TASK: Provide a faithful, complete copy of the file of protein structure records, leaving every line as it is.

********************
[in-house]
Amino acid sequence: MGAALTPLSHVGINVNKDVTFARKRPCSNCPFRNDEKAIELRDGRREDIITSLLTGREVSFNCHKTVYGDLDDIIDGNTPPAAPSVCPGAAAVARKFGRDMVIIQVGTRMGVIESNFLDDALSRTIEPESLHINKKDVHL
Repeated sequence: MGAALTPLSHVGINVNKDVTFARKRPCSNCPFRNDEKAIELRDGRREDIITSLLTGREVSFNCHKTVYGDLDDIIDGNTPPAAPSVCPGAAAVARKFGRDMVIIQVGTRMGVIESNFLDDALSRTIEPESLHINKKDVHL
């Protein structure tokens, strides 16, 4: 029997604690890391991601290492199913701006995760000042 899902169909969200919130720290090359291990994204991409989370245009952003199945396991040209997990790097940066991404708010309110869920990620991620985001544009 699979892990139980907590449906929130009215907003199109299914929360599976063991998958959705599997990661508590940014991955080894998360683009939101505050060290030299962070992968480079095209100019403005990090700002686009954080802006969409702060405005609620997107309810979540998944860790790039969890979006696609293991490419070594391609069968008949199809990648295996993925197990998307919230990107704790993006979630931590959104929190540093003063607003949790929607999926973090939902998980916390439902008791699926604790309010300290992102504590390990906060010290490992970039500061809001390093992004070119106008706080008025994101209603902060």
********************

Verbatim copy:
[in-house]
Amino acid sequence: MGAALTPLSHVGINVNKDVTFARKRPCSNCPFRNDEKAIELRDGRREDIITSLLTGREVSFNCHKTVYGDLDDIIDGNTPPAAPSVCPGAAAVARKFGRDMVIIQVGTRMGVIESNFLDDALSRTIEPESLHINKKDVHL
Repeated sequence: MGAALTPLSHVGINVNKDVTFARKRPCSNCPFRNDEKAIELRDGRREDIITSLLTGREVSFNCHKTVYGDLDDIIDGNTPPAAPSVCPGAAAVARKFGRDMVIIQVGTRMGVIESNFLDDALSRTIEPESLHINKKDVHL
């Protein structure tokens, strides 16, 4: 029997604690890391991601290492199913701006995760000042 899902169909969200919130720290090359291990994204991409989370245009952003199945396991040209997990790097940066991404708010309110869920990620991620985001544009 699979892990139980907590449906929130009215907003199109299914929360599976063991998958959705599997990661508590940014991955080894998360683009939101505050060290030299962070992968480079095209100019403005990090700002686009954080802006969409702060405005609620997107309810979540998944860790790039969890979006696609293991490419070594391609069968008949199809990648295996993925197990998307919230990107704790993006979630931590959104929190540093003063607003949790929607999926973090939902998980916390439902008791699926604790309010300290992102504590390990906060010290490992970039500061809001390093992004070119106008706080008025994101209603902060």